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Quick chem Q

Discussion in 'Pre-Dental' started by portlander, Aug 16, 2002.

  1. portlander

    portlander Member 7+ Year Member

    93
    0
    Jun 18, 2002
    Sorry for posting so many DAT questions, but hopefully the discussions are helping those of us who need it!!

    Anyways, here it goes:

    The formula of the compound formed by elements Al and S is most likely:

    A. Al3S2
    B. AlS
    C. Al2S3
    D. Al3S2
    E. None of these

    The key says 'C'. I've done these types of problems before (mostly involving halogens) but is there an easy way to do this? Any chem tricks I should be aware of??

    PS I took a full length topscore today and got 22 PAT/19 Ac. I am STRESSED about my sceinces and math! I got so many random invertabrate questions today!! Who the heck cares about a trematoda, rotifers, and snails!!!
     
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  3. bres

    bres Member 7+ Year Member

    49
    0
    May 31, 2002
    usa
    Find out the # of valence electrons of those atoms first.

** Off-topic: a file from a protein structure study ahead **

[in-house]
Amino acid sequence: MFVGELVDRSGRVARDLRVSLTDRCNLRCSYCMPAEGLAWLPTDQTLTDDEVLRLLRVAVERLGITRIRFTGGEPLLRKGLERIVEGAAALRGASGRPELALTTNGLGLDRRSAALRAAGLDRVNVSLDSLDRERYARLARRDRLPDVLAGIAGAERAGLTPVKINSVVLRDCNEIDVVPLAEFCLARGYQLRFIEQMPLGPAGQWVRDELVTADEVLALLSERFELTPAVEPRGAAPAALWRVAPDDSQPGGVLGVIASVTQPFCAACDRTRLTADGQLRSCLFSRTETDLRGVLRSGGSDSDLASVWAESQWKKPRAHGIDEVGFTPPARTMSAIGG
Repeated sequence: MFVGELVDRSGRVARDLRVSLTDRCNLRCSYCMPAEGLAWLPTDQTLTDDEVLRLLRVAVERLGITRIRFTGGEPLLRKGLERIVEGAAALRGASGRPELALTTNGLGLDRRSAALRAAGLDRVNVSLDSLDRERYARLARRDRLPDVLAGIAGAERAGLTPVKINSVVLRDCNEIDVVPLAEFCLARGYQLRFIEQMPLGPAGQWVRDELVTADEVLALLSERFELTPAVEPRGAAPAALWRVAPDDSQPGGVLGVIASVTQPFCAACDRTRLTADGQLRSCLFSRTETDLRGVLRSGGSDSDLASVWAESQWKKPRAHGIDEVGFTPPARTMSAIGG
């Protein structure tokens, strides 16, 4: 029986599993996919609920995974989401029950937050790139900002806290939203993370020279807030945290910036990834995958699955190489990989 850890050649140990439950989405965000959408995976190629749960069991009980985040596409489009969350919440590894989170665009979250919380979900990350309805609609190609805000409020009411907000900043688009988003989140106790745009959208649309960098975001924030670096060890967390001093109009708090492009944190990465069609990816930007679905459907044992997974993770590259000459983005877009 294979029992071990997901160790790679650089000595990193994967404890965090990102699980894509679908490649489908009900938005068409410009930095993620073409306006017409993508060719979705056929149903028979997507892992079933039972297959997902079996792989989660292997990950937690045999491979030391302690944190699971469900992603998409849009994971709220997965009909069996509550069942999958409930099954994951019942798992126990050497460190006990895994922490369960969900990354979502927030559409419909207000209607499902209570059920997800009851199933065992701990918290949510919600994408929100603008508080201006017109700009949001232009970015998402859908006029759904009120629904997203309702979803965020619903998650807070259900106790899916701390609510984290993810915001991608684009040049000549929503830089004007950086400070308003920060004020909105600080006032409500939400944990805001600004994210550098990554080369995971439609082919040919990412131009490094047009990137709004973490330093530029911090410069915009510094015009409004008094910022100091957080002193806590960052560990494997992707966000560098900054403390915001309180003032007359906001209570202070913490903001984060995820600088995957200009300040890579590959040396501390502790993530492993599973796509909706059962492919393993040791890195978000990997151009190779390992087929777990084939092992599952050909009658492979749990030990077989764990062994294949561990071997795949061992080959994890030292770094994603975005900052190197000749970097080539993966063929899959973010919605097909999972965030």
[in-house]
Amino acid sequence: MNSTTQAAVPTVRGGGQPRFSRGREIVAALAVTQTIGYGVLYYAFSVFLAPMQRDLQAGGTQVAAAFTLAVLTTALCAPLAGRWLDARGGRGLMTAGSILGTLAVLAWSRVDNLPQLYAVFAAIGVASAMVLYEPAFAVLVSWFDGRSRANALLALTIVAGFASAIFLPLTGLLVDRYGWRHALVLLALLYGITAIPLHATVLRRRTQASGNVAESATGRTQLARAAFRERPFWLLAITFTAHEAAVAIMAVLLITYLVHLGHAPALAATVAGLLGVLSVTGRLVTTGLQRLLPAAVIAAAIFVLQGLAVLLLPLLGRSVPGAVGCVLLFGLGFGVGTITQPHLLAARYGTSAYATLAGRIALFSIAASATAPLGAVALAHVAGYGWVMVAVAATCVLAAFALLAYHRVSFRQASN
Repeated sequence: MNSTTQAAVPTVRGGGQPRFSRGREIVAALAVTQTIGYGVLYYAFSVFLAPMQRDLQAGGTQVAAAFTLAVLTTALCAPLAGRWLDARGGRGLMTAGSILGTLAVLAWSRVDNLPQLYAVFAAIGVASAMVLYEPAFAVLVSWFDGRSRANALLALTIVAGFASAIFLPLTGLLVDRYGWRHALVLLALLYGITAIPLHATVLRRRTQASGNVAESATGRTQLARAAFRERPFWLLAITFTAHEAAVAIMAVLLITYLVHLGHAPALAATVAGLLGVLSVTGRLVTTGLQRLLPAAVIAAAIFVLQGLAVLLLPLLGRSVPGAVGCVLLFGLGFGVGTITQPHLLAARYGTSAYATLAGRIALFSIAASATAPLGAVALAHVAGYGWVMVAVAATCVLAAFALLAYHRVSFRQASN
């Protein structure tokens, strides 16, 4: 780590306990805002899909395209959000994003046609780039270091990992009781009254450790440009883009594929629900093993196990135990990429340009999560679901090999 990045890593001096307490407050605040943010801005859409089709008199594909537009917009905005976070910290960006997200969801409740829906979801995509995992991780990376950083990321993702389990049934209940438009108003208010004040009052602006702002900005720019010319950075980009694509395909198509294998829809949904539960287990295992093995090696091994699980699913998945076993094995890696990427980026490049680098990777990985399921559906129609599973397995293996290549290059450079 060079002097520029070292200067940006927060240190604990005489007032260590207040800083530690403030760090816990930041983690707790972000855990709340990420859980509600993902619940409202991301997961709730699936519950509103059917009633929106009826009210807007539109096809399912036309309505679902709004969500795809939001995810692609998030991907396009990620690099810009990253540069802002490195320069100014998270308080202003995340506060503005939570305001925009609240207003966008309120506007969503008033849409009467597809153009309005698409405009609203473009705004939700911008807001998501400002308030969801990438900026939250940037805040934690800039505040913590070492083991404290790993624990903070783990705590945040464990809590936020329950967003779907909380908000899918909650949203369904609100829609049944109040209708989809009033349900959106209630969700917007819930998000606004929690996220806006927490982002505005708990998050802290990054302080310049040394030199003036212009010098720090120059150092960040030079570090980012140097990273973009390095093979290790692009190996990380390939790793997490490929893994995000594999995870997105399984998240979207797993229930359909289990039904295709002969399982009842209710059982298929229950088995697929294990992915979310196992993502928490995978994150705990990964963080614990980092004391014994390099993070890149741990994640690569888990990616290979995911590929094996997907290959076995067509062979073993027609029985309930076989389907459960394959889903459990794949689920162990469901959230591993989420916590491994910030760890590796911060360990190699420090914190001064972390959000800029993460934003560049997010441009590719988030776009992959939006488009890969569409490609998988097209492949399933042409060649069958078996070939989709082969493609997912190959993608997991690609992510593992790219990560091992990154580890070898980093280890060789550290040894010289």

For example, S=6 need 2 more electrons Al=3 lose 3 electrons, when forming ionic bonds.
    S2- + Al3+-->Al2S3
     
  4. UBTom

    UBTom Class '04 official geezer 10+ Year Member

    1,459
    3
    Jul 24, 2002
    Queens, NY
    Yep that's easy.

    It's all about valence electrons dude. :D

    If you take a look at Aluminum on the Periodic table, you will see it's a Group IIIA element-- It has 3 valence electrons to give. And Sulphur is a Group VIA element-- It has 6 valence electrons (needs 2 more valence electrons to complete its outer shell).

    So you need two Aluminums to give up a total of 6 valence electrons to complete the outer shells of 3 sulfurs.

    So anytime you see a problem like that, look at the elements' groups on the periodic table, and think valence electrons!

    Good luck!

    edit: Whoa, bres there beat me to the "Post message" button by 60 seconds! I must be getting old..
     
  5. hockeydentist

    hockeydentist 1K Member 7+ Year Member

    1,703
    4
    Jul 21, 2002
    The eye of the storm
    Just wondering if you get the element chart on the dat?

    that would be a hard question if you didn't get the chart. Otherwise you would have to remeber the charges, and who can remeber all the charges and #$$%

    later hockey dentist
     
  6. UBTom

    UBTom Class '04 official geezer 10+ Year Member

    1,459
    3
    Jul 24, 2002
    Queens, NY
    I would think that a standard reference source like the periodic table should be available on an exam if needed.

    Shee-oot, it's been such a long time since I took the DATs I can't remember if I saw one in the tests.. :rolleyes:
     
  7. ItsGavinC

    ItsGavinC Dentist Moderator Emeritus 10+ Year Member

    11,749
    10
    Oct 7, 2001
    Arizona
    The periodic table is available on the DAT.
     

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